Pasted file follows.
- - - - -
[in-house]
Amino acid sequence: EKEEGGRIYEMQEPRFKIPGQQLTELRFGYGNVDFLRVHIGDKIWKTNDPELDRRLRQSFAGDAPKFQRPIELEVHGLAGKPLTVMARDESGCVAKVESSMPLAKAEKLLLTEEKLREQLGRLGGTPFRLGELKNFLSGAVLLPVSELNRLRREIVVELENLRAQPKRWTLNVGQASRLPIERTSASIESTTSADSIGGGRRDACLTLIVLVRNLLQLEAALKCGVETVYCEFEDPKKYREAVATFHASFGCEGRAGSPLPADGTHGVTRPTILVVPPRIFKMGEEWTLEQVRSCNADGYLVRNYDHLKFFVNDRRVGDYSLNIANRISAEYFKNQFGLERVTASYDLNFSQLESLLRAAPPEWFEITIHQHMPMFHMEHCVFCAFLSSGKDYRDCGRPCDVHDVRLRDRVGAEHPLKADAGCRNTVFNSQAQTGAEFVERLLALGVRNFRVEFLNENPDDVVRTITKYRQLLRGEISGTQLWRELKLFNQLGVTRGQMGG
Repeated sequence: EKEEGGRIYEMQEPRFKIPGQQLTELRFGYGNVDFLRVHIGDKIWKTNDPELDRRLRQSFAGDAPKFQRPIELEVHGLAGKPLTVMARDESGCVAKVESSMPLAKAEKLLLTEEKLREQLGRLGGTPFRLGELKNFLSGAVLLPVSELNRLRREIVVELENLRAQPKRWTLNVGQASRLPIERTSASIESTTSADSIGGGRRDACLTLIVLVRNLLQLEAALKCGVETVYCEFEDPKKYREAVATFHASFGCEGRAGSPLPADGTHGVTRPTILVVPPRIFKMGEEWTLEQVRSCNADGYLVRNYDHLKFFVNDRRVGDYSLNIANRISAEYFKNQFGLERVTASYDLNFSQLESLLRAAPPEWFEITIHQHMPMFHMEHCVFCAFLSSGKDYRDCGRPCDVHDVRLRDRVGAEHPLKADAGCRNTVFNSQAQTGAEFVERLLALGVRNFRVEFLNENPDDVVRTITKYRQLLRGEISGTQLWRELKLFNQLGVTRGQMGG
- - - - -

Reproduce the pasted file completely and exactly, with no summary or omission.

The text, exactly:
[in-house]
Amino acid sequence: EKEEGGRIYEMQEPRFKIPGQQLTELRFGYGNVDFLRVHIGDKIWKTNDPELDRRLRQSFAGDAPKFQRPIELEVHGLAGKPLTVMARDESGCVAKVESSMPLAKAEKLLLTEEKLREQLGRLGGTPFRLGELKNFLSGAVLLPVSELNRLRREIVVELENLRAQPKRWTLNVGQASRLPIERTSASIESTTSADSIGGGRRDACLTLIVLVRNLLQLEAALKCGVETVYCEFEDPKKYREAVATFHASFGCEGRAGSPLPADGTHGVTRPTILVVPPRIFKMGEEWTLEQVRSCNADGYLVRNYDHLKFFVNDRRVGDYSLNIANRISAEYFKNQFGLERVTASYDLNFSQLESLLRAAPPEWFEITIHQHMPMFHMEHCVFCAFLSSGKDYRDCGRPCDVHDVRLRDRVGAEHPLKADAGCRNTVFNSQAQTGAEFVERLLALGVRNFRVEFLNENPDDVVRTITKYRQLLRGEISGTQLWRELKLFNQLGVTRGQMGG
Repeated sequence: EKEEGGRIYEMQEPRFKIPGQQLTELRFGYGNVDFLRVHIGDKIWKTNDPELDRRLRQSFAGDAPKFQRPIELEVHGLAGKPLTVMARDESGCVAKVESSMPLAKAEKLLLTEEKLREQLGRLGGTPFRLGELKNFLSGAVLLPVSELNRLRREIVVELENLRAQPKRWTLNVGQASRLPIERTSASIESTTSADSIGGGRRDACLTLIVLVRNLLQLEAALKCGVETVYCEFEDPKKYREAVATFHASFGCEGRAGSPLPADGTHGVTRPTILVVPPRIFKMGEEWTLEQVRSCNADGYLVRNYDHLKFFVNDRRVGDYSLNIANRISAEYFKNQFGLERVTASYDLNFSQLESLLRAAPPEWFEITIHQHMPMFHMEHCVFCAFLSSGKDYRDCGRPCDVHDVRLRDRVGAEHPLKADAGCRNTVFNSQAQTGAEFVERLLALGVRNFRVEFLNENPDDVVRTITKYRQLLRGEISGTQLWRELKLFNQLGVTRGQMGG